Les Marche aux Puces, treasure trove or tourist trap?
The world has become overly modern in some regards. The great mysteries of the world have been dulled and although more realistic the west has lost its sense of imagination. However that feeling of the unknown and slightly magical has to some extent been preserved within trinkets and items of foreign and older times when reality and myth were not as estranged as they are today. Painted Greek vases, Nordic shields, Persian tapestries… these items possess not only immense beauty and craftsmanship, but stories of ancient customs, cultural histories or, at the very least, a sense of mystery. However, these items usually come with huge price tags and are not all as easily acquired.
Being an admirer and amateur dealer of antiquities, I was immediately struck by an article in the Dutch periodical “De Telegraaf” named “ Parijs, Valhalla voor de antiekliefhebber” (Ironic since Vikings often invaded and raided Paris). I decided it was worth a trip to the city of lights in the hopes I would find a supplier in French art, Louis XVI furniture and/or European weapons. The article went described a market in Paris “le Marche aux Puces” (or the market with fleas) as a Mecca of antiquities comparable to the renowned ancient Arabian bazaars with items as diverse and unique as those found on the silk road. Needles to say I was intrigued at the concept, yet being familiar with the tourist trap, which is Paris, I was certainty also skeptical.
The Antique market is a tricky one, it’s not only hard to find antiques it’s also hard to price them. Price them too high and you’ll end up holding on to your wares until you’re an antique yourself, price them too low and people will either think it’s fake or stolen. This makes my business a challenge as I want to provide my costumers antiques at Ikea prices and truth be told many of my clients think I am either a thief or an idiot. However I don’ believe antiques need always be expensive if one has the right network and knows where to look.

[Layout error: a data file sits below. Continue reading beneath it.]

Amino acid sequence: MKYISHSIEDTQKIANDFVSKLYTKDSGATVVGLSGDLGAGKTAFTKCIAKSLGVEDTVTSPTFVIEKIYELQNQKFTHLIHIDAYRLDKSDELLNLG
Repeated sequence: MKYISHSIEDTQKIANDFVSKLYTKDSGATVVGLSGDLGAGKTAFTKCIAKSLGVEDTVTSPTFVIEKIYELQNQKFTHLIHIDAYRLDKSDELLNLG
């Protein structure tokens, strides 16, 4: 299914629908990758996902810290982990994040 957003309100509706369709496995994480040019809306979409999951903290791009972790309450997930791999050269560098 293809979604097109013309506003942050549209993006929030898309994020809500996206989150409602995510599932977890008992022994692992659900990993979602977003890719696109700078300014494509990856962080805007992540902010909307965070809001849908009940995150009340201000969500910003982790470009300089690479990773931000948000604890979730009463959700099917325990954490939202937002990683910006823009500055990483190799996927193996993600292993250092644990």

I set off for Paris in the hopes of obtaining a supplier and perhaps a rare treasure or two. At the very start of my quest, I was confronted with numerous red flags, the first of which being that le Marche aux Puces is situated in the heart of Saint-Ouen which, according to many parisians, is a “less than favorable place”. As a matter of fact my friends in Paris and the hotel concierge with whom I shared my itinerary both gave me the same bit of advice “leave your cash at home “. The location was infamous for its pickpockets and thieves. I heeded their advice and set off in some raggedy clothes and just my ID and pin-card figuring I could always just pin money if necessary.
I arrived at Saint-Ouen, which unlike the center of Paris was not paved in beige and gold and decorated with giant statues of Greek gods, rather graffiti and litter. I made my way to the market place and about 15 seconds after crossing the street to the square I was approached by a shadowy gentleman who quickly dug a white iPhone 6 plus out of his jacket pocket. He muttered something in French, but the only thing I could distinguish with my limited knowledge of the language was “iPhone 6” and “€100”. I was tempted, but refused and about a minuet later, I was again confronted by another of Apple Inc’s underground salesman, but this time for an iPhone 5. This would occur once more before I actually reached the start of the market.